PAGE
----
The legalization of medical marijuana in many U.S. states, including Florida, has created new questions for employers. One of the hottest topics right now is the subject of ADA compliance and the use of medical marijuana in the workplace.
When the constitutional amendment was first passed in Florida in November of 2016, the law clearly explained who was eligible to receive a medical marijuana prescription. It did not, however, provide any direction regarding how employers were to handle employees who now have the legal right to consume cannabis.
This changed in on June 23rd, 2017, with the signing of a statute that provided employers with the clarity they've been looking for.
Maintenance of a Drug-Free Workplace
Section 381.986 of the Florida Statute does not restrict an employer's right to require a drug-free workplace. It further states that employers are not required to make accommodations for employees to consume medical marijuana at work. The statute does not give employees the right to sue for wrongful termination or discrimination based on their medical marijuana use.
ADA Requirements vs. "No Accommodation" Provision
Under the Americans with Disabilities Act (ADA), employers are obligated to make "reasonable accommodations" for employees with certain medical conditions. One might think that a medical marijuana prescription falls under this umbrella, but the new laws clearly state that it does not. This is due, in part, to the fact that consumption of cannabis, whether with a prescription or not, is still technically illegal under Federal laws.
The new law addresses the "accommodation" of allowing marijuana consumption on-site but falls short of addressing how employers should handle off-site use. This lack of clarification is sure to lead to more legal action down the road.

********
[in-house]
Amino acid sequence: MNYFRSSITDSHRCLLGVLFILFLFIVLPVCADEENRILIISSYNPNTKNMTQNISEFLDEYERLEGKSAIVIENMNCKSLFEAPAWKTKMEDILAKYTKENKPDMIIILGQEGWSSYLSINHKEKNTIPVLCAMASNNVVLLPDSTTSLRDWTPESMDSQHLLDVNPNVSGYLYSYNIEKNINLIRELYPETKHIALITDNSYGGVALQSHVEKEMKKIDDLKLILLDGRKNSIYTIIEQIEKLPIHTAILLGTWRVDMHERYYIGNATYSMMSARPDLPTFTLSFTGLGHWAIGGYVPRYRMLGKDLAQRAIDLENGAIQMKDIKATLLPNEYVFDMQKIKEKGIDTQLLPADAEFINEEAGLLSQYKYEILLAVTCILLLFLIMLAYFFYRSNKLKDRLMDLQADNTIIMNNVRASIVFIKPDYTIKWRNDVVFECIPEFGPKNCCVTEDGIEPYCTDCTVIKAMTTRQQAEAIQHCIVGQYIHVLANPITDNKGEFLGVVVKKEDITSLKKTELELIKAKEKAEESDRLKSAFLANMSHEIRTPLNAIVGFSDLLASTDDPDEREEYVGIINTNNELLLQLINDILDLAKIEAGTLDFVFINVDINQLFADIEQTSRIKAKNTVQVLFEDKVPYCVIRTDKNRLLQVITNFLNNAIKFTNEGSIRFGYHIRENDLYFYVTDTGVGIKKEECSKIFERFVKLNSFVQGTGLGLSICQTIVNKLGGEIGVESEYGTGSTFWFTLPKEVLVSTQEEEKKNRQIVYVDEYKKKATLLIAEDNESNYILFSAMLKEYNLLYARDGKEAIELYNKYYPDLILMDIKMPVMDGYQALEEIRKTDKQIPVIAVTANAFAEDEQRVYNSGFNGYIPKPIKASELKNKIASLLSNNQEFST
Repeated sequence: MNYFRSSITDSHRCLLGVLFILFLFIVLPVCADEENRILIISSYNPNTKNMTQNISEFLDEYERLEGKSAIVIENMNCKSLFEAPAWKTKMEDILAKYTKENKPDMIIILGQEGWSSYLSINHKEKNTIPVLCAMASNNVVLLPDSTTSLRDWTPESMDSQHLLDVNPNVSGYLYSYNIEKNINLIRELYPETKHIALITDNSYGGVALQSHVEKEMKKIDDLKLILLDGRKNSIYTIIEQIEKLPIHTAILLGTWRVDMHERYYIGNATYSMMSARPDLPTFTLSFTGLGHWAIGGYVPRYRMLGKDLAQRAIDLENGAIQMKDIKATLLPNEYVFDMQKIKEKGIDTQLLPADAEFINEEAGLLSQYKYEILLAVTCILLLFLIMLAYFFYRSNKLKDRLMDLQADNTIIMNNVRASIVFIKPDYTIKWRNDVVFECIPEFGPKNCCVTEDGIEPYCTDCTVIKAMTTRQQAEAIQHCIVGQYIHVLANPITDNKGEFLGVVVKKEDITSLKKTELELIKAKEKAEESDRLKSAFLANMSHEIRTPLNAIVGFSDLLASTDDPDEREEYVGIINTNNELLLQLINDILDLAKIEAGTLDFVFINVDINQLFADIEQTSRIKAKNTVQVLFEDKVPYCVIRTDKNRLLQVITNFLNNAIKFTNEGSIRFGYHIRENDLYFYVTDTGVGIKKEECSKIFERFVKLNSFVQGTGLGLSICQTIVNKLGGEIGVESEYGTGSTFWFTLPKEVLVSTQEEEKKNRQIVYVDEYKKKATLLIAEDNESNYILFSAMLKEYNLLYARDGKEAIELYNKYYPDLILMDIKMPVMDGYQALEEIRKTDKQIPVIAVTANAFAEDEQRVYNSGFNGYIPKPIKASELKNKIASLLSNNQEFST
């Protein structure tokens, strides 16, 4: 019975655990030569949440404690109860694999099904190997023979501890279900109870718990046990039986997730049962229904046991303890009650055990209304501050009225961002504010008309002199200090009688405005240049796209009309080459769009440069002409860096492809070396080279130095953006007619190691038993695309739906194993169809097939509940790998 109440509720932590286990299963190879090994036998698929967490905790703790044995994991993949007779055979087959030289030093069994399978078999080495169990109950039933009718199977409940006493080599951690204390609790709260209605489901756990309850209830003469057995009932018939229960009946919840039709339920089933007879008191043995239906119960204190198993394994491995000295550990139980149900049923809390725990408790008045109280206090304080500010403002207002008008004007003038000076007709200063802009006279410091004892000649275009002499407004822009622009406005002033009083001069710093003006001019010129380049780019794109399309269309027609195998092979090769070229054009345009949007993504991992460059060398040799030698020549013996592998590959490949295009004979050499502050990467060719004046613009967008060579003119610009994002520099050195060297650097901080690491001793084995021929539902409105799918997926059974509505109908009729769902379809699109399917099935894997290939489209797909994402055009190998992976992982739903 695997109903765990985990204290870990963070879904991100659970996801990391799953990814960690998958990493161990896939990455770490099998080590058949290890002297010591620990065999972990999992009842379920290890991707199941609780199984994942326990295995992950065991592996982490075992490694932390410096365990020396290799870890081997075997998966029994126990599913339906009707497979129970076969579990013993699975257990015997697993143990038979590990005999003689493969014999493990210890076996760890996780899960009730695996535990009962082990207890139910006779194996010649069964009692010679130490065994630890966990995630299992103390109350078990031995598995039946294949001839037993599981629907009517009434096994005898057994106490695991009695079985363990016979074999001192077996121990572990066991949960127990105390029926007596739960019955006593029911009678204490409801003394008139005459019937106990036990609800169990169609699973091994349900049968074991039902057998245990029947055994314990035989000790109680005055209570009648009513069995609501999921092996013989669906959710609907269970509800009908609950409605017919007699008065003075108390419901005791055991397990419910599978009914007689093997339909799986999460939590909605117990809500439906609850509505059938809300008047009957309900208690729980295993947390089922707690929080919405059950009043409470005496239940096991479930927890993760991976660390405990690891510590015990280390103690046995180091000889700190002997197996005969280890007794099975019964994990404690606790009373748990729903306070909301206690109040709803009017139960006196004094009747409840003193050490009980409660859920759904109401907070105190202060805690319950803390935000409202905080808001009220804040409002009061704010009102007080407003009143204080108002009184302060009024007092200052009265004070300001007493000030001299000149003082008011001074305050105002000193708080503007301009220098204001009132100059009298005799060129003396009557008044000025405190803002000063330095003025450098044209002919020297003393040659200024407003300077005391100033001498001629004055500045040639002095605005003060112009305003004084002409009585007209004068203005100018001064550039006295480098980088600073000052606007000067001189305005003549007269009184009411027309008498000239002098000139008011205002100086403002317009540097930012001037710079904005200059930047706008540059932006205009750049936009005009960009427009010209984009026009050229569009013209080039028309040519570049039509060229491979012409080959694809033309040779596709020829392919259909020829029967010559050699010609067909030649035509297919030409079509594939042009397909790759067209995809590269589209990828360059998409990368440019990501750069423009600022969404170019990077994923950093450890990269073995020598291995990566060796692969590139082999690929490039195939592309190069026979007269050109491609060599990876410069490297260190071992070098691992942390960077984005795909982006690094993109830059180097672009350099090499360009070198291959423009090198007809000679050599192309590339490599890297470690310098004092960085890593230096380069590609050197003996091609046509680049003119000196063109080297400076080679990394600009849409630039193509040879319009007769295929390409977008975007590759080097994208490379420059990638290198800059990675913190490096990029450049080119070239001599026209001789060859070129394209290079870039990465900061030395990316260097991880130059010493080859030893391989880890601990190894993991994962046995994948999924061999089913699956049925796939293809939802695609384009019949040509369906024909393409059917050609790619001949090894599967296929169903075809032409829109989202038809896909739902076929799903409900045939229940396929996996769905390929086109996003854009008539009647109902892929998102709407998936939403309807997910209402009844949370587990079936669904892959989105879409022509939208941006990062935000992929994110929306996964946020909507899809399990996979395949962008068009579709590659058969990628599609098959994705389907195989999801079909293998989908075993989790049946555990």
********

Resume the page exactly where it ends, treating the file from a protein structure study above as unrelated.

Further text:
Workplace Drug Testing
The Florida Drug-Free Workplace Act gives employers incentives in the form of worker's compensation insurance discounts for drug testing their employees and maintaining drug-free workplace policies. Private employers who do not participate in the program still maintain the right under Florida law to drug test their employees at any time.
Employees who are terminated for testing positive for medical marijuana will inevitably become plaintiffs in the court system. It remains to be seen whether the courts will side with employers or employees on this point. The conservative leanings of this new statute suggest that employers may come out on top.
The Bottom Line
Until Federal laws regarding marijuana change, it's likely that employers will continue to be within their rights when requiring employees to refrain from marijuana use, regardless of whether or not they're in possession of a prescription.
Employers should remain vigilant, however, as this is an ever-changing legal landscape. If you have questions or concerns regarding the legalities of your business practices, it's always in your best interest to consult with a legal professional.